The Constant ‘e’
The constant ‘e’ is a numerical constant. This irrational number is widely used in science and mathematics and is approximately equivalent to 2.71828. Generally, a constant is a special number that plays a significant role in various contexts including calculus, geometry and number theory. The constant ‘e’ as a special constant becomes relevant in the event that a circle’s circumference is divided using its diameter.
Applications of ‘e’
There are quite a number of formulas that apply this constant (O’Connor and Robertson, 2012, pp. 1). The non-linear equation of decrease and increase (growth and decay situations) is a one of the examples of application. Another example is the statistical bell curve describing the resultant shape of an arch or a cable that is hanging.
The same constant has been used in problems involving probability and prime number distribution and counting. The cases of ultrasound attenuation in evaluation of non-destructive process are also known to rely on the constant. Scientific research reveals that the energy of sound diminishes as one moves its source by a special factor that is a derivative of the constant ‘e’. The natural occurrence of this constant with regard to a specific frequency ensures that is used as a base for natural logarithms (NDT Resource Centre, n.d., pp. 1).
The following standard equation is used to define the constant ‘e’:
QUOTE …………………….equation 1
Mathematicians involved in the study of ‘e’
Sebastian Wedeniwski managed to come up with the constant. To achieve the desired precision, he presented the constant with regard to 869, 894,101 decimals (NDT Resource Centre, n.d., pp. 1). It should however be noted that Leonard Euler (Swiss mathematician) was the first scholar to study the constant. Successive studies were based on the findings of John Napier who invented logarithms. It is such a coincidence how Euler (name starts with an ‘e’) yet he was among the first users of the constant. The constant is therefore known by a number of names. This is an attribute of scientists who played significant roles to discover and show how it can be applied. The constant ‘e’ can therefore be known as the Eulerian Number, Napier’s Constant or the Euler Number. Euler managed to prove that the constant as a number, is irrational. This is on the basis of the fact that is not periodic and its infinite decimal expansion.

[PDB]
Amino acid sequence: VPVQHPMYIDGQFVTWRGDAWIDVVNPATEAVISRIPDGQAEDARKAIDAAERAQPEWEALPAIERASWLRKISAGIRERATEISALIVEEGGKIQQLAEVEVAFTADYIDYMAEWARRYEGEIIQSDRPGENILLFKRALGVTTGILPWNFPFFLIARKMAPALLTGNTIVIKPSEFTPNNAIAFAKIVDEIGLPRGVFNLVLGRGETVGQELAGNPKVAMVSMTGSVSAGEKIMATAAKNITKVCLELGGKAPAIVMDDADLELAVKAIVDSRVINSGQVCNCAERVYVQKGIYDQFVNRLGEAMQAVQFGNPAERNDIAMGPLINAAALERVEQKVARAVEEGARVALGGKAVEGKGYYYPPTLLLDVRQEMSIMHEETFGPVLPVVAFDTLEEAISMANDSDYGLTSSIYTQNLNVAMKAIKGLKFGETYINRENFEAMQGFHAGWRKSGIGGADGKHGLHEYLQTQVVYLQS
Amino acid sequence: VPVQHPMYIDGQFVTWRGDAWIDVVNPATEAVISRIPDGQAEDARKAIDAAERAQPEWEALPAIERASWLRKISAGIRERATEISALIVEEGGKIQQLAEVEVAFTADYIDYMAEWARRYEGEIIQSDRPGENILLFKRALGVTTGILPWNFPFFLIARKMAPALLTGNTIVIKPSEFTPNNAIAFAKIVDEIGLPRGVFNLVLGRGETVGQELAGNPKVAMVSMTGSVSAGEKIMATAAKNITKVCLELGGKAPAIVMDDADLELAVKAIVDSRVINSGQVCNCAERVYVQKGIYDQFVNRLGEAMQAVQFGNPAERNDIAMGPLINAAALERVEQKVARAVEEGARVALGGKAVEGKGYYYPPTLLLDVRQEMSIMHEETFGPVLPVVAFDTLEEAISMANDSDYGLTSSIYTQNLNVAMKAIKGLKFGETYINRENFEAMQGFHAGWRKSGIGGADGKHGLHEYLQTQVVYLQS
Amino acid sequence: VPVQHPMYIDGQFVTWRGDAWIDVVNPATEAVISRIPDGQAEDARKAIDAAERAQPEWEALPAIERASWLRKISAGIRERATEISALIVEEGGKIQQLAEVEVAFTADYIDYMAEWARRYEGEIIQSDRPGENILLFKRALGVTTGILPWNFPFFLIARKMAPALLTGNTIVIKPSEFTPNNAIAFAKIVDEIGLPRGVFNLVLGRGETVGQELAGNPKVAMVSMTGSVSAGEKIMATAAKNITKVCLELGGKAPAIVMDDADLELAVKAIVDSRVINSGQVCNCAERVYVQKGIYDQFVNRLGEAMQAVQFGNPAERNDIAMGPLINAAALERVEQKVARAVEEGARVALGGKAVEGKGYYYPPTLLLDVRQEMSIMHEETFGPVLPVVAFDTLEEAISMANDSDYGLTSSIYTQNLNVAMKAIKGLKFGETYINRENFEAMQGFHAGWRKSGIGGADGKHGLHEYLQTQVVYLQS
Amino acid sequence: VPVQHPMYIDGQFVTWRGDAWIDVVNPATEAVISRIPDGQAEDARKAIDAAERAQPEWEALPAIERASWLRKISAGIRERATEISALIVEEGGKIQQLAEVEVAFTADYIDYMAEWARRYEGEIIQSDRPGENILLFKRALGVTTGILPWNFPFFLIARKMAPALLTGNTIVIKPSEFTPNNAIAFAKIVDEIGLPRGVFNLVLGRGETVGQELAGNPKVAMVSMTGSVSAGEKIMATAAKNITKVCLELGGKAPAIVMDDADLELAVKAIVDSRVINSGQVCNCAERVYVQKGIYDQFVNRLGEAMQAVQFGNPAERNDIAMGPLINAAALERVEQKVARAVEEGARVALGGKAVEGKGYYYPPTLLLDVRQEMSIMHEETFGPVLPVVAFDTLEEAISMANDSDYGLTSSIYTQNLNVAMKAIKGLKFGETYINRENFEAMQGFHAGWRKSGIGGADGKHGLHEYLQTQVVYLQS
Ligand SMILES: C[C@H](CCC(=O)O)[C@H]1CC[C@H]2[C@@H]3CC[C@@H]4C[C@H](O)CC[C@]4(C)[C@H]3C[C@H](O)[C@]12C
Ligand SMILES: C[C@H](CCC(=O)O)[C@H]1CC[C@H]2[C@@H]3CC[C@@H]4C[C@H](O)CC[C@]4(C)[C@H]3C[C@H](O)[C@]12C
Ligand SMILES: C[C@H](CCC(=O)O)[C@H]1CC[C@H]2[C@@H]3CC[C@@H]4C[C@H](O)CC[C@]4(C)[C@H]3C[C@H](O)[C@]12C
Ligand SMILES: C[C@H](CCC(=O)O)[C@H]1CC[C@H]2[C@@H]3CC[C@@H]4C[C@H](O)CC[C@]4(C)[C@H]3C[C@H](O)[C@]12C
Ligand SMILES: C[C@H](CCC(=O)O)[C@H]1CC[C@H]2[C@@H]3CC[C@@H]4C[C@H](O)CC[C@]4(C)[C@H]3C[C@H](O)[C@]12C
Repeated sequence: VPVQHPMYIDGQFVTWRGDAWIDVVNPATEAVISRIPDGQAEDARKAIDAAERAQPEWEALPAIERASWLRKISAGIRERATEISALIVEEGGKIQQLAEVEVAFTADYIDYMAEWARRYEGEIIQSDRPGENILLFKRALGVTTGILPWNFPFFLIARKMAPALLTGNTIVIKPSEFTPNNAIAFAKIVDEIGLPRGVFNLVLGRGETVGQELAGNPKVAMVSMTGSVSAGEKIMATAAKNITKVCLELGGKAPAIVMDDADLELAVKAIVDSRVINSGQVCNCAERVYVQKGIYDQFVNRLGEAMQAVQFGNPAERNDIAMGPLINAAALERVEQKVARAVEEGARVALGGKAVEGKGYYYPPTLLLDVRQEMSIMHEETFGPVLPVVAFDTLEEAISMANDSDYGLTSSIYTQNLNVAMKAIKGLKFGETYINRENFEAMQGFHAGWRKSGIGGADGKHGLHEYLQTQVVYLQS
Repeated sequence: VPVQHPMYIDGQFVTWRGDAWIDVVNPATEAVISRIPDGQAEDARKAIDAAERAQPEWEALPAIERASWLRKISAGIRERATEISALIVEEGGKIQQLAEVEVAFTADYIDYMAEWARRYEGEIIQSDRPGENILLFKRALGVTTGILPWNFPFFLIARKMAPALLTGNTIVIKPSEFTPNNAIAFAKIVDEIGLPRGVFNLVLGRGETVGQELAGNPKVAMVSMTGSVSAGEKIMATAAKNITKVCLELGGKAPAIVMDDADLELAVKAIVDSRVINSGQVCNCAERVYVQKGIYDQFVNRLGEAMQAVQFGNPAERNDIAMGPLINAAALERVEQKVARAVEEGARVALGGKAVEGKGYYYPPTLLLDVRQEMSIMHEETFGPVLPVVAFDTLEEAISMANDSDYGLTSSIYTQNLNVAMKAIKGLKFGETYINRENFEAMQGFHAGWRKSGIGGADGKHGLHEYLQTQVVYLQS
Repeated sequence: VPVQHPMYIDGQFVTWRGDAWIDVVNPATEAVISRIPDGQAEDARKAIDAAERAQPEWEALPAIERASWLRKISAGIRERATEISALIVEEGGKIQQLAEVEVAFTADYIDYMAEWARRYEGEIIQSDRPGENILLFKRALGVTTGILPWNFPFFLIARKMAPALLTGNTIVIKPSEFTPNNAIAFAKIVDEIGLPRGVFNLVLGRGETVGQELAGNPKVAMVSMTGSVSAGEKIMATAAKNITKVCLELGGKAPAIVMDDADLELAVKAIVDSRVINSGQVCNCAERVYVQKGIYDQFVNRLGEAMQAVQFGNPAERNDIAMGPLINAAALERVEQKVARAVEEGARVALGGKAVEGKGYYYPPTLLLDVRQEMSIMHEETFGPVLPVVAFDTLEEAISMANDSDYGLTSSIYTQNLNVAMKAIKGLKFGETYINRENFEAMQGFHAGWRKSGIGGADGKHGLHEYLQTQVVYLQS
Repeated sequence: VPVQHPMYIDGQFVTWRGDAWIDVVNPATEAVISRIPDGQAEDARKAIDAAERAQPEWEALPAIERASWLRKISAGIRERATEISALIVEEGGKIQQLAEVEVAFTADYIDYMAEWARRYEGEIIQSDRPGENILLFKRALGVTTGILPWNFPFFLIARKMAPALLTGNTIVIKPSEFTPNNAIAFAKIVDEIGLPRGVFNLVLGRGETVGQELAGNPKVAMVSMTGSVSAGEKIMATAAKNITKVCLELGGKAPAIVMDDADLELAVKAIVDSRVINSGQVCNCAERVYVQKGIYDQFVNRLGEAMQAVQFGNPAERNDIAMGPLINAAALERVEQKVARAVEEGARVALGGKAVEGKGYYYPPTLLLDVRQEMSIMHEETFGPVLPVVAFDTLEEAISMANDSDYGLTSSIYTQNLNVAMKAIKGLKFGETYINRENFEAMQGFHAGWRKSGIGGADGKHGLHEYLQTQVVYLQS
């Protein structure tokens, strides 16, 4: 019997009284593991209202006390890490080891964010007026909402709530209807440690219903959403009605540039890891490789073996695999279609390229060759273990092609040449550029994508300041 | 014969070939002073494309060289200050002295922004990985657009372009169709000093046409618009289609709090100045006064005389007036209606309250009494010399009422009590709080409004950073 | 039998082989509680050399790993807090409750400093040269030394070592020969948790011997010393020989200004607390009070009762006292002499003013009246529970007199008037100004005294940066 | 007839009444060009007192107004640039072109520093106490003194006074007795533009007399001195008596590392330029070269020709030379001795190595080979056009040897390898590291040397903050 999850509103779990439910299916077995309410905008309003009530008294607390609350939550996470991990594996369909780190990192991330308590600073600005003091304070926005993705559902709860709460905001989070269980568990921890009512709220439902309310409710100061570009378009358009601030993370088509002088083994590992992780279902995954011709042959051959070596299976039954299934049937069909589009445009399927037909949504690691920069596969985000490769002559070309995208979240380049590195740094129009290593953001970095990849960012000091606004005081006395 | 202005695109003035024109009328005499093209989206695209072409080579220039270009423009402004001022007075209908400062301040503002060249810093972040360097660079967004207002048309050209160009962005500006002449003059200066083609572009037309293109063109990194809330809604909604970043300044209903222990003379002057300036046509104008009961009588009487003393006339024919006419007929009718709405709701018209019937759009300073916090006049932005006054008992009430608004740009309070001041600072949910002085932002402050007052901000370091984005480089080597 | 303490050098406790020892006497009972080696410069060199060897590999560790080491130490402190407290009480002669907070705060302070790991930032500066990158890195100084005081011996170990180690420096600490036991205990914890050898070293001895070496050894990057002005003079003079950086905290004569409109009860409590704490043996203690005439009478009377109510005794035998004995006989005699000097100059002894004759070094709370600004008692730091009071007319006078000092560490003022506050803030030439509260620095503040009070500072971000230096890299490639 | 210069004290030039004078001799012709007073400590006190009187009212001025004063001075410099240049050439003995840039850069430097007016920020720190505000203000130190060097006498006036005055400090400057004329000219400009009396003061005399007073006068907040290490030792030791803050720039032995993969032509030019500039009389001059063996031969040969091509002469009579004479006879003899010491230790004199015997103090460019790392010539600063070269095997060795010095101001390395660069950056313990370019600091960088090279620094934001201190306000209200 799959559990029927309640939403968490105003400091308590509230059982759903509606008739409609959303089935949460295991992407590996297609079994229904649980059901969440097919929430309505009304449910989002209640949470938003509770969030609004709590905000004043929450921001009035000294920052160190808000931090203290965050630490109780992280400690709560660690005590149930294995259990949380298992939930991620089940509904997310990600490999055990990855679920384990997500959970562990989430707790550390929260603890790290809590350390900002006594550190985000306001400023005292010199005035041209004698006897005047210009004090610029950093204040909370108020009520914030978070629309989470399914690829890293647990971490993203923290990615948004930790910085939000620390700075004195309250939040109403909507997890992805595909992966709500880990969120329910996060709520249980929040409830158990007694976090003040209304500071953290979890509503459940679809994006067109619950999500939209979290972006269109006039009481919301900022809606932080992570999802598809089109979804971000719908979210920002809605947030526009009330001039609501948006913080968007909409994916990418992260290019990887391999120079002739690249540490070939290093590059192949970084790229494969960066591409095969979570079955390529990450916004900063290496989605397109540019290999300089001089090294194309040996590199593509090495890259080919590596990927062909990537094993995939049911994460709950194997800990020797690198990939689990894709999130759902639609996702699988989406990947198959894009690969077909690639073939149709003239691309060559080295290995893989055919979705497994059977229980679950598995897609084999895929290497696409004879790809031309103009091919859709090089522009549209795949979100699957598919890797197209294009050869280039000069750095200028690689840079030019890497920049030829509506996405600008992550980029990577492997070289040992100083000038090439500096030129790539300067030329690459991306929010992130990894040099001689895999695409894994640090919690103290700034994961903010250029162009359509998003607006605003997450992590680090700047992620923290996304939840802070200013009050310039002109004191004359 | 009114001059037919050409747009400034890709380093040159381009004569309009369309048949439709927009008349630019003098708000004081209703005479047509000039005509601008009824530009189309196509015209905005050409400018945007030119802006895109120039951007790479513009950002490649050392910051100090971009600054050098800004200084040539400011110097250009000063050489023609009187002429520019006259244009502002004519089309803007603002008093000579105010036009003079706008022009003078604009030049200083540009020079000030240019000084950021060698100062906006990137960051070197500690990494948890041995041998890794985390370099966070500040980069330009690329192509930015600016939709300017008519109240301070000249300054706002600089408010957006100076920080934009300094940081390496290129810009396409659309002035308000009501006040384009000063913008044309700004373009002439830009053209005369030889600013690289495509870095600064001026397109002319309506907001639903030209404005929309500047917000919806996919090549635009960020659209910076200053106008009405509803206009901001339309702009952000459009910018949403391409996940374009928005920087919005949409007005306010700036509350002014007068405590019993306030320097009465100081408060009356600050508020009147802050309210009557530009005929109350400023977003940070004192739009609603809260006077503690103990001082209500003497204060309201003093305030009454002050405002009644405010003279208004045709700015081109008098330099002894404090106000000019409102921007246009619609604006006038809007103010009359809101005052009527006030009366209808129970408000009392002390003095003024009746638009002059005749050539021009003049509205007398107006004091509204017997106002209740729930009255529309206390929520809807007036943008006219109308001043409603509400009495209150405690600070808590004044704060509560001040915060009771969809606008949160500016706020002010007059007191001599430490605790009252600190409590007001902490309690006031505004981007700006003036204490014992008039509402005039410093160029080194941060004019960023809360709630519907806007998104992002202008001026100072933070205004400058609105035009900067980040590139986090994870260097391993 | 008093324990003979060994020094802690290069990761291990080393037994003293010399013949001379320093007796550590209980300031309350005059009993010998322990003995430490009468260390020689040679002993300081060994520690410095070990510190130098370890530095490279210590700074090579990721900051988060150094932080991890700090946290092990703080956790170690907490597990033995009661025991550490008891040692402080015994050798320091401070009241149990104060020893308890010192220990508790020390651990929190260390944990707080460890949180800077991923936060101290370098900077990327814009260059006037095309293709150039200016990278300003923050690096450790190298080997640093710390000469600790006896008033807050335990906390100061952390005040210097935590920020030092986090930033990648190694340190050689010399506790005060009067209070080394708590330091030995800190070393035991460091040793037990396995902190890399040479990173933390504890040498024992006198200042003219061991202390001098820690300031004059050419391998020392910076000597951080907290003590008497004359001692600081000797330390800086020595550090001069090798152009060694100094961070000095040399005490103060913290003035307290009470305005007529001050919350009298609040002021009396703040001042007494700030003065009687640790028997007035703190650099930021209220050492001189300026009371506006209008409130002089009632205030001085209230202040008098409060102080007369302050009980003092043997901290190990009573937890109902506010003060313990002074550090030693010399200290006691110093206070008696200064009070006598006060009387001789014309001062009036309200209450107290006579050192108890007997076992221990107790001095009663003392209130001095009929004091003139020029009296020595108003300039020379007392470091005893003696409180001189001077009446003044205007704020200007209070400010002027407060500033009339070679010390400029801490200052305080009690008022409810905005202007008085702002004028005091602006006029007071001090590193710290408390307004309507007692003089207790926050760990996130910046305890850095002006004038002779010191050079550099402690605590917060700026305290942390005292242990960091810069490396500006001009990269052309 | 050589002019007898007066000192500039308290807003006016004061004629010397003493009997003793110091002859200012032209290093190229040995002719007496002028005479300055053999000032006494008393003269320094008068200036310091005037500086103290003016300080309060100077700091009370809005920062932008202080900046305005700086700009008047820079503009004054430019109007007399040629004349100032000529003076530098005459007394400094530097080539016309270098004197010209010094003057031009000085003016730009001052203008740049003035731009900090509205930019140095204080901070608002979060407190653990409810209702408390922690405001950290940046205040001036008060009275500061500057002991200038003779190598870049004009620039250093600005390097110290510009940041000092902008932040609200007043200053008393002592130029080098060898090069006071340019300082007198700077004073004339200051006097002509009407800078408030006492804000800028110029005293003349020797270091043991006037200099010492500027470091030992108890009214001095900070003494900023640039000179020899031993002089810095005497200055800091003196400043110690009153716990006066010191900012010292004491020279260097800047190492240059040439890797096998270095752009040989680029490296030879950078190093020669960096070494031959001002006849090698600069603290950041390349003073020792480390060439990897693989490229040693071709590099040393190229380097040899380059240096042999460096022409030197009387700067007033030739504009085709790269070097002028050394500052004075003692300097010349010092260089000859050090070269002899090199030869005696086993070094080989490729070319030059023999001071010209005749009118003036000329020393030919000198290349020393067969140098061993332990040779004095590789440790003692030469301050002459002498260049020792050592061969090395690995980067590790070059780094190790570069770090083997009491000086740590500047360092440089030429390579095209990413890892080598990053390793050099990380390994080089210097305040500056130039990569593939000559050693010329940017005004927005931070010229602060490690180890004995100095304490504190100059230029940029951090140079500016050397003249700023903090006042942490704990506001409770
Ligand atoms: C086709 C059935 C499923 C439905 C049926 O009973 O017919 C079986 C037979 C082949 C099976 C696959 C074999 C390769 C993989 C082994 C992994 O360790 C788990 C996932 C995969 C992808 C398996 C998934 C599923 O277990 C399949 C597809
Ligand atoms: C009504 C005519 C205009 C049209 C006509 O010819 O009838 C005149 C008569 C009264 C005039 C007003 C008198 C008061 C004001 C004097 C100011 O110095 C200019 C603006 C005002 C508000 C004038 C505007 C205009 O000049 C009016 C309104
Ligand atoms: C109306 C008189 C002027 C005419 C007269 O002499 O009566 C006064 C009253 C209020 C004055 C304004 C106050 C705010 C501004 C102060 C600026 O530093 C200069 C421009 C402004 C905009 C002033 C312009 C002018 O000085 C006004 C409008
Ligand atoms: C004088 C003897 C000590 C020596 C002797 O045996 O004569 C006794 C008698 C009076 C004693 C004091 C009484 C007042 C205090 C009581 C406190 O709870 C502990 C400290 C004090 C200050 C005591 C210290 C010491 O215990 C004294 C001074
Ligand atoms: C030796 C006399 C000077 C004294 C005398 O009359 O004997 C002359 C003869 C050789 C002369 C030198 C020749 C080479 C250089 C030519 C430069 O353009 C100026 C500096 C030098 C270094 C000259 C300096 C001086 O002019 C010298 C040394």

The use of a sum of factorials has been proven to be more reliable as compared to ‘equation 1’ above. This is the most effective method when it comes to coming up with the value of ‘e’. Charles Hermite (French mathematician) regards this constant as a transcendental number since it cannot be classified as a root of any given ‘polynomial with rational number coefficients’ (Ask Dr. Math, 2012, pp. 1). The constant ‘e’ shares such properties with the constant ‘pi’.
The sum of factorials with respect to 22 decimal places gives an approximate figure (e) of 2.7182818284590452353602875 (e = 1/0! + 1/1! + 1/2! + 1/3! + 1/4! + …. 1/25!). It is worth noting that recent studies have revealed even more reliable methods of calculating the constant (Ask Dr. Math, 2012, pp. 1). Other mathematicians who were involved in the study of the constant include Briggs (1624), SaintVincent (1647), Huygens (1661), Nicolaus Mercator (1668), Jacob Bernoulli (1683) and James Gregory (1684). They partly worked on the constant e along with other studies. Proper studies to determine the most accurate value of ‘e’ begun as from 1690 by Leibniz.
In conclusion, from the above description it is evident how the constant ‘e’ is very significant in various aspects. It is however recommended that scientists should continue dedicating their time in line with discovering even more efficient methods of calculating the constant.
Ask Dr. Math. What is e? Who first used e? How do you find it? How many digits does it have? [online] Available at: <http://mathforum.org/dr.math/faq/faq.e.html> [Accessed 18 May 2012].
NDT Resource Centre. What is e? [online] Available at: <http://www.ndt-ed.org/EducationResources/Math/Math-e.htm> [Accessed 18 May 2012].
O’Connor, J.J. and Robertson, E.F. The Number e. [online] Available at: http://www-<history.mcs.st-andrews.ac.uk/HistTopics/e.html> [Accessed 18 May 2012].